the very start of the evening. As soon as the gates opened and
patrons began flooding in, cheering and chanting began to emanate
from all corners of the arena.
By the time the Knicks players sprinted out onto the floor for
pre-game warmups, the clamor had reached a fever pitch.
I remember Jeff Van Gundy once telling me that one of his most
enduring memories from his time spent in New York was how loud the
Garden got some 30 minutes before games even tipped off during
those epic playoff runs in the 1990s. I thought about JVG's
observation as I looked around MSG Sunday night with the guttural
shouts from 15,000 unleashed fans washing over everyone.
The Knicks got off to a slow start in Game 1, possibly jolted
and jittery by the deafening crowd noise. It was something they
hadn't experienced this season, as local municipalities had set a
cap on the number of people allowed to attend sporting events held
inside. Nonetheless, everyone knew the Knicks were going to make a
run. The partisan supporters packed inside MSG would make sure of
Surprisingly, it was a pair of rookies that sparked the charge.
With New York down seven points in the middle of the second
quarter, Immanuel Quickley dropped in a floater. A minute later,
Obi Toppin drained a three-pointer from the top of the key. When IQ
sank a three-pointer from 30 feet on the following possession, the
Born and raised on Long Island, I made many a pilgrimage to MSG
far before I started covering the team. On special occasions
throughout the '90s, my dad and I would hop on the LIRR and head
into the city. For those who weren't fortunate enough to experience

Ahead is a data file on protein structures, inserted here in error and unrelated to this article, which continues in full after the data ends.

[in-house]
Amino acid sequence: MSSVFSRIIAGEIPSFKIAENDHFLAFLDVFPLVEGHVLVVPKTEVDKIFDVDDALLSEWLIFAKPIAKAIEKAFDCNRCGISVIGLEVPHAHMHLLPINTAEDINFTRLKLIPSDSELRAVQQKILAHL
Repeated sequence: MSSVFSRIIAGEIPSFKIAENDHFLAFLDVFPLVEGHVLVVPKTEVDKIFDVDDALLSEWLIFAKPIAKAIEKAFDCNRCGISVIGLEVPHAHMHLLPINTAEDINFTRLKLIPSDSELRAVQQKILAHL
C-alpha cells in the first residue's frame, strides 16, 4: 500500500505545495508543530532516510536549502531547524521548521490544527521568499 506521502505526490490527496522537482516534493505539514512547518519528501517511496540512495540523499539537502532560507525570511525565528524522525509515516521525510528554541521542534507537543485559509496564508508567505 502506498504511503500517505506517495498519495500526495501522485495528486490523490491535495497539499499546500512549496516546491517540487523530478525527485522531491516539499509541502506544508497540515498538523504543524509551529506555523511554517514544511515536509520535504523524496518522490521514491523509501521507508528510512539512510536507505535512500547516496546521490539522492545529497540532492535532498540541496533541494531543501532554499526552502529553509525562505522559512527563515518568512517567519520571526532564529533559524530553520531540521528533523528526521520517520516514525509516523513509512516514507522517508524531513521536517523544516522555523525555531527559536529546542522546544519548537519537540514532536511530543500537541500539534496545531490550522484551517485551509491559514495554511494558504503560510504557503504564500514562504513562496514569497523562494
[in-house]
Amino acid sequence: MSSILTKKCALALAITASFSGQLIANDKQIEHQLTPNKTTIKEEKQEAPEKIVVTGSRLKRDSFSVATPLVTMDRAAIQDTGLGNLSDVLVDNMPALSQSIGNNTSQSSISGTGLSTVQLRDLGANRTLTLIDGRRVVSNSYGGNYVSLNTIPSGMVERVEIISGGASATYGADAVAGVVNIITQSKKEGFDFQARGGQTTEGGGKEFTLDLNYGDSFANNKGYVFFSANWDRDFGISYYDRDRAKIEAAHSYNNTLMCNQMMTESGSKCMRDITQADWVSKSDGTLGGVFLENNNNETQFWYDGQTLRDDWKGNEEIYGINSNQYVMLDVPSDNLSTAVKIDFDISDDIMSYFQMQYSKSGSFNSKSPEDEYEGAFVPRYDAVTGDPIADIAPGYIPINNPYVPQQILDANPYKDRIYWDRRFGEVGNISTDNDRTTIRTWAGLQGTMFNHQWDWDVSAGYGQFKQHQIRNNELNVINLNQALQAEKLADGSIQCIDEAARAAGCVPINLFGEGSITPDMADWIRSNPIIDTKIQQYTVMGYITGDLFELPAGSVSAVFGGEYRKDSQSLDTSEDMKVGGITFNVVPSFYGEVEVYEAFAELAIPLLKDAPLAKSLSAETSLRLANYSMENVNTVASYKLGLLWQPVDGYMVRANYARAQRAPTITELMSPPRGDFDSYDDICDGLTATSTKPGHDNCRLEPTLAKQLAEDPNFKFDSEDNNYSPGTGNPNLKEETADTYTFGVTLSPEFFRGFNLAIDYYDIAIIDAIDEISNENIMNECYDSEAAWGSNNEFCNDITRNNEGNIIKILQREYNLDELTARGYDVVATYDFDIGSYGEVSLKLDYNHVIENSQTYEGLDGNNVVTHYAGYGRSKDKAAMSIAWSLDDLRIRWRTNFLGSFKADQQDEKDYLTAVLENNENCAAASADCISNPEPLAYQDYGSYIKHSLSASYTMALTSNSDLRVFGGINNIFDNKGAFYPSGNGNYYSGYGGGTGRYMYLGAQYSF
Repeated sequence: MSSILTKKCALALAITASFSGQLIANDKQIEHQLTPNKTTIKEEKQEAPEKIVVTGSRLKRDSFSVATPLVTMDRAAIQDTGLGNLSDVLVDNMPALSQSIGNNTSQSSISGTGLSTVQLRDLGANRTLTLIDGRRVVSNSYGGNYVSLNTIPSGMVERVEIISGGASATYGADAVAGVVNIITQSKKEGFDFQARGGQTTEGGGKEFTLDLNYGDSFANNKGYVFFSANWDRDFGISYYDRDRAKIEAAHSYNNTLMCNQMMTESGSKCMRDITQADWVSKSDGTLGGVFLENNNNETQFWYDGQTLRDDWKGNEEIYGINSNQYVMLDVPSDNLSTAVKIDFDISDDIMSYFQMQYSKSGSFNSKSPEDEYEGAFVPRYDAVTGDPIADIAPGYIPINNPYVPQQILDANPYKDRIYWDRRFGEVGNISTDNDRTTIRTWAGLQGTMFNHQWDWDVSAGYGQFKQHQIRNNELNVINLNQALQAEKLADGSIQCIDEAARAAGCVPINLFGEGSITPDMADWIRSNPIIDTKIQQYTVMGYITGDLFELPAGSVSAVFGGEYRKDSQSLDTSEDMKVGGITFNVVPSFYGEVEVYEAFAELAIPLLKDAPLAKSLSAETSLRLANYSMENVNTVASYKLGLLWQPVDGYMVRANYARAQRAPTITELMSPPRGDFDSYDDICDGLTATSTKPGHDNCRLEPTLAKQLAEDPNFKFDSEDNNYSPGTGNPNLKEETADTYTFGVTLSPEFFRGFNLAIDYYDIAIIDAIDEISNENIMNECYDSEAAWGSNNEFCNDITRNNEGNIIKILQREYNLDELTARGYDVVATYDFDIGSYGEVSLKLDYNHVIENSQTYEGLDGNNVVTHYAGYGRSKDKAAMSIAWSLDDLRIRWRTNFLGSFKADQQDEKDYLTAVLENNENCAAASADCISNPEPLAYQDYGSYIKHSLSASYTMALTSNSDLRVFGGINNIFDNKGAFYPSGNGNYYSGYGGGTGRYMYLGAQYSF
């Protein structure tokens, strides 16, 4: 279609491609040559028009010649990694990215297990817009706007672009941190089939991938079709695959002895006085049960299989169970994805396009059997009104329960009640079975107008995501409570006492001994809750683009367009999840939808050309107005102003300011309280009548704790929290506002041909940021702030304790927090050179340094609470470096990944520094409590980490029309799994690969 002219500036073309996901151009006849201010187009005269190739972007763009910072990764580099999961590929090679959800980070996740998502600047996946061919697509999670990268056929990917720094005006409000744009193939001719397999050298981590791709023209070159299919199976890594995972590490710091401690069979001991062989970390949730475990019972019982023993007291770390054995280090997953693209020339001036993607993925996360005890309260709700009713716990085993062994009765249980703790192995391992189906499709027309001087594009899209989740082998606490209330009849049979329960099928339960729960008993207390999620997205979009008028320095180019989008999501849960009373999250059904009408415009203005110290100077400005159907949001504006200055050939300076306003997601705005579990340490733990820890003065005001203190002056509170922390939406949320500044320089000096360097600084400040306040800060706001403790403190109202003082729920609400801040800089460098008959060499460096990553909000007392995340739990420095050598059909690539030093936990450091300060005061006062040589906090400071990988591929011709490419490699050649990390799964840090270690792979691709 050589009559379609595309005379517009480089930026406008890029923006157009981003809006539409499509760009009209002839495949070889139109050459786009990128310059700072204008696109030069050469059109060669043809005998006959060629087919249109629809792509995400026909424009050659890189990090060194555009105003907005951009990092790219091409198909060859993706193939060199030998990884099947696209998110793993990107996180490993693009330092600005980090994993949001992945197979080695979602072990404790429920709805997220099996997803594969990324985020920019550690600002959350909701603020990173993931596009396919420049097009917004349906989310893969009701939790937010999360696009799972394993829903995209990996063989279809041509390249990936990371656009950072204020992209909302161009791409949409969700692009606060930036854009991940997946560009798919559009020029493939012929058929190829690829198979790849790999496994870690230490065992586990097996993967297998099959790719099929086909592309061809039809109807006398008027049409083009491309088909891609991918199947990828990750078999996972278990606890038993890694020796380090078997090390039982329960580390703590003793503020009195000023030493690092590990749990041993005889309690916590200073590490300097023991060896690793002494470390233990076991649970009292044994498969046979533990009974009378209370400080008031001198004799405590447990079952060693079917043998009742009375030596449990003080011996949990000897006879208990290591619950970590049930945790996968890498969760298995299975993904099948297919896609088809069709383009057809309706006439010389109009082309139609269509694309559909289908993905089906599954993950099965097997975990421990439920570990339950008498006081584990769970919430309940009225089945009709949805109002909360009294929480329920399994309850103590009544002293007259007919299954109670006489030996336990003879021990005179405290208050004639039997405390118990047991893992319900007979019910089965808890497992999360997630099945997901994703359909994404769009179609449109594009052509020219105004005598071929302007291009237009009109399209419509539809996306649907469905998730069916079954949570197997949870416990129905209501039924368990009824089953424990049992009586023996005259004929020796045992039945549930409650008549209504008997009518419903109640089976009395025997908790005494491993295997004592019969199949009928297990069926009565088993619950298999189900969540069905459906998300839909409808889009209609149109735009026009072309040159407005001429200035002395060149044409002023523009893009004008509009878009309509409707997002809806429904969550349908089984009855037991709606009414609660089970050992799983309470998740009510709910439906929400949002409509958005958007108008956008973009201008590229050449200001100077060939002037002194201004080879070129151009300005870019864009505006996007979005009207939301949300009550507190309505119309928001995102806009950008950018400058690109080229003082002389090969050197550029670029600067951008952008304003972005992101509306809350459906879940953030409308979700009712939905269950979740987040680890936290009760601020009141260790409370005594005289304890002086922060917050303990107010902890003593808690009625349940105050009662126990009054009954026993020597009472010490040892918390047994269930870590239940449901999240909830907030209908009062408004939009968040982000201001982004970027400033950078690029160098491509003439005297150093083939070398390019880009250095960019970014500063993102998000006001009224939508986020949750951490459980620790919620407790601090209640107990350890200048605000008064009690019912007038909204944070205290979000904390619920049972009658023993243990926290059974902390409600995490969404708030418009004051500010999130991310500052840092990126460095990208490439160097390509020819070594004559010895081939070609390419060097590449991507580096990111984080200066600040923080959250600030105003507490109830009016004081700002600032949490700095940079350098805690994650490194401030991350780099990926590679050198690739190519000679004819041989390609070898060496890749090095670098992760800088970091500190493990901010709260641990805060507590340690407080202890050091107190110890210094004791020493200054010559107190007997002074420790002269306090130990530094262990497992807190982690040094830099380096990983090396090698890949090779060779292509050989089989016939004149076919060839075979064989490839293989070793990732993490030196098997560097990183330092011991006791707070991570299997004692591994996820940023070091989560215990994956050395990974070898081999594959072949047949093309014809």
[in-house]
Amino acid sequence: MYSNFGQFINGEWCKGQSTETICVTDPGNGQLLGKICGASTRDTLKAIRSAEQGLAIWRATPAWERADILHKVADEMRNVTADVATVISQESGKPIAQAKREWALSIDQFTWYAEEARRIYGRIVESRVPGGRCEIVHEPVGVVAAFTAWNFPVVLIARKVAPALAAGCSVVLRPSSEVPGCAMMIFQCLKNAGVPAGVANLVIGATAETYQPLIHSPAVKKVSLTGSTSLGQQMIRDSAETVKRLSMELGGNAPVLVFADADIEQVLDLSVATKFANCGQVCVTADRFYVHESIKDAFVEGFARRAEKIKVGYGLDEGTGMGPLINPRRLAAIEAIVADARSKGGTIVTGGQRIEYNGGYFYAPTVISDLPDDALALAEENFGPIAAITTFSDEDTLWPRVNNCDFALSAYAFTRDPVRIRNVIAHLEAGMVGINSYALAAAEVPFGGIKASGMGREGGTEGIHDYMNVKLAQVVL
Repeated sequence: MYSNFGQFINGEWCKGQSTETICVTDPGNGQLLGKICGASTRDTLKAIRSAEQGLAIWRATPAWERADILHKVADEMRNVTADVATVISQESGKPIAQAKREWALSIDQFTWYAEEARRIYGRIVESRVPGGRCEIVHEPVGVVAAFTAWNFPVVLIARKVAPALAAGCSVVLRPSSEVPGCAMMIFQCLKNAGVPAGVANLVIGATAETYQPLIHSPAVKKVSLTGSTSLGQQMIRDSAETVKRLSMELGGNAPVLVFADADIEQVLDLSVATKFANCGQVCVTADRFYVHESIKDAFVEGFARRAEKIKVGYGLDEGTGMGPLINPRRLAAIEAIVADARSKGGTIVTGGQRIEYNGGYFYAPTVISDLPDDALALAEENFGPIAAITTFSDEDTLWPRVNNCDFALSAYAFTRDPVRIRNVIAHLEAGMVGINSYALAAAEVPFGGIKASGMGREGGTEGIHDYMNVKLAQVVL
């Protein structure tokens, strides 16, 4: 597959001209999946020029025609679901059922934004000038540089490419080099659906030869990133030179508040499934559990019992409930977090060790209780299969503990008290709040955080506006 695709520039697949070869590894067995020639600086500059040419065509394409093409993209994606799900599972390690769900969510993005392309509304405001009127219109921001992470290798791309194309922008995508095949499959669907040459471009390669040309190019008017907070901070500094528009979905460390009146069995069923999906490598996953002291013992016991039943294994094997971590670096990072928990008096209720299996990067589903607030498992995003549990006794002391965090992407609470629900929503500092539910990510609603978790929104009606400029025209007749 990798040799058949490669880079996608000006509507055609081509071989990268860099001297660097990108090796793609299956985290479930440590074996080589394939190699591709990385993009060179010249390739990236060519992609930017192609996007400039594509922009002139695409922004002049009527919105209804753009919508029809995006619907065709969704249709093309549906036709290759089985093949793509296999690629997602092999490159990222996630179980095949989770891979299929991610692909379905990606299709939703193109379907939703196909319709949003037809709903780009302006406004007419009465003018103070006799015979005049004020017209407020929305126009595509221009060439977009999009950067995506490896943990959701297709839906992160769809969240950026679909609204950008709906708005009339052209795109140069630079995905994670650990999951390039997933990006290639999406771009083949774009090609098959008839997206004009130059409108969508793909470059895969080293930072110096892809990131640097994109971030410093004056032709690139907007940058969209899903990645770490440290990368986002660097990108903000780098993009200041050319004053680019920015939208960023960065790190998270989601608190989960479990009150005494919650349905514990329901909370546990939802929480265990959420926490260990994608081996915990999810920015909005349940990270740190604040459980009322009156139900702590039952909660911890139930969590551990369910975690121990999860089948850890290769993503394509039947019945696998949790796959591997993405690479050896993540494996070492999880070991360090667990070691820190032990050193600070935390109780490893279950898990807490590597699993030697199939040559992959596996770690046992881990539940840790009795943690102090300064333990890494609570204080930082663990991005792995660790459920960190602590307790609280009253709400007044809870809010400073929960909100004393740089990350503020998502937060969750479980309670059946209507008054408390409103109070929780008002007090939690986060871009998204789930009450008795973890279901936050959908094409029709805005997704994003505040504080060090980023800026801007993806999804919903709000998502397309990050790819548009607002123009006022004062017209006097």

it, it's hard to describe how loud the Garden got during crucial
playoff games in those days. The decibel level inside the Garden on
Sunday night was likely the closest approximation.
Midway through the third quarter of Game 1, RJ Barrett broke
free on a fast break and viciously dunked over Bogdan Bogdanovic.
Those of us seated on the Chase Bridge felt it wobble and quake in
the aftermath of that Barrett bucket.
Speaking with reporters on Monday, Obi Toppin said the players
"felt the floor shaking" Sunday
night. Barrett described the atmosphere inside MSG as "amazing,"
adding it was "better than [he] could ever imagine."
A buddy of mine, seated in Section 109, texted me a screencap
after the game; it showed that the health app on his phone had
detected increased heart rate and physical activity from 7 to 9
p.m., signifying he had been exercising strenuously. My friend, a
season ticket-holder for more than a decade, also noted that there
was a feeling of camaraderie and togetherness among those in
attendance Sunday night that he hadn't experienced
The Knicks allowed 15,047 fans into MSG for Game 1, only 75% of
the building's typical capacity of 19,812. However, it's important
to note that most of those 15,000 fans were forced to spend the
better part of the past 15 months inside, socially isolated. I
don't think it's a stretch to speculate that it contributed to the
heightened intensity inside MSG. For many fans, it was the first
time they had the opportunity to gather and let loose in a
community setting; the first time in a long time they had the green
light to scream and cheer and high-five strangers.
The Knicks ended up losing the game, of course, with Trae Young turning raucous applause
into eerie silence late in the fourth quarter.
Yet, afterward, outside the Garden, there was still a palpable
sense of excitement and exhilaration among many of the fans exiting
the arena and heading out into the NYC night. And with Game 2
scheduled for Wednesday, it's safe to assume Knicks fans, whether
they plan to watch the game inside the Garden or from their couch,
will relish the opportunity to be pleasantly distracted once